You would think that, being a husband as long as I have, I would have learned the fine art of negotiating with my wife. And trust me, it is an artistic creation.
When I got married, somebody told me that marriage was a 50-50 proposition, and I, being the naïve young man that I was, believed it entirely.
The problem, I have discovered, is that 50 from a man’s point of view may not necessarily be 50 from a woman’s point of view. If I knew then what I know now, I would have asked that person to define what they meant by 50-50.
Through the years, I discovered that at times it is a 25-75 split. Other times it is a 0-100. Nobody can be 100 percent right all the time unless, of course, they are married to a husband.
When men get together, they talk about sports, hunting, cars and so forth.
When women get together, they talk about how to deal with their husbands.
I know it does not sound fair, but it is our fault as men for not getting our act together.
Although, I must admit that, at this point in my life, I do not have any regrets. The only thing that I have trouble with is the word “tomorrow.”
I am not quite sure what that word means from my wife’s perspective. From my perspective, the word “tomorrow” is just a way of putting something off and possibly not even doing it.
I never really thought anything of it until recently. To me the word “tomorrow” was just a casual word I used to postpone things. It was not until last week that it really came to the forefront.
The Gracious Mistress of the Parsonage asked me to do something for her. I was really busy at the time, I’m not sure what I was busy doing, but I was not paying too much attention. I smiled at her and said, “Okay.” Then, I went back to doing whatever I was doing.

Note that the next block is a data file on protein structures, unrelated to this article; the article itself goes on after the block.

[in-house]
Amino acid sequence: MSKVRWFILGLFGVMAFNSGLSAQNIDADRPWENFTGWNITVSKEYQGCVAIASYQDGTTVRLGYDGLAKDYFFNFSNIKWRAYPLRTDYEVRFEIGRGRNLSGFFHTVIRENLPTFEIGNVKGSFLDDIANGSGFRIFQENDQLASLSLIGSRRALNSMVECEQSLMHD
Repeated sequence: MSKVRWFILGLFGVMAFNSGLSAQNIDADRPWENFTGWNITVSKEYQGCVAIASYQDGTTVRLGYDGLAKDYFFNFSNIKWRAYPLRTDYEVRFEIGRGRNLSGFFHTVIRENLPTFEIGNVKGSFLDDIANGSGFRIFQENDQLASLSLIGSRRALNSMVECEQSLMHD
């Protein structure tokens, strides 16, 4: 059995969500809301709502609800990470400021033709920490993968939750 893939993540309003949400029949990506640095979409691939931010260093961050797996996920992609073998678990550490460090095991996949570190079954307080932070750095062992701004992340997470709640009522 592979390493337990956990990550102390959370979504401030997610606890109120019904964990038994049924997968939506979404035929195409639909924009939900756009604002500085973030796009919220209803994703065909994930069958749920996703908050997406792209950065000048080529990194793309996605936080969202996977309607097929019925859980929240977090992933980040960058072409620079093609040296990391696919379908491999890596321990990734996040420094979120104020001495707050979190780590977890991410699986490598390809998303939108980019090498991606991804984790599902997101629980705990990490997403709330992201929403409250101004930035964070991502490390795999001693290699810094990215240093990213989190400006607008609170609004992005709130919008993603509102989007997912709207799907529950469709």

The next day she approached me and said, “Did you do what I asked you to do yesterday?”
I really was not quite up to date on what she asked me to do yesterday, but I said, “No, but I’ll do it tomorrow.” To be fair, I actually forgot about it. I did not mean to forget about it, but it does not change the fact that I forgot about it.
The next day she queried me rather sternly, “Did you do what I asked you to do the other day?”
At this point I was marinating in that husband fog that seems to plague every husband and so I said, “No, but I’ll do it first thing tomorrow for sure.”
If I thought that was the end of the conversation, I was thinking in vain.
“Today,” she said as sternly as I have ever heard her speak, “is the tomorrow you promise to do it.”
To read the entire Out to Pastor column by Dr. James L. Snyder, see the Feb.23 edition of The Central Virginian.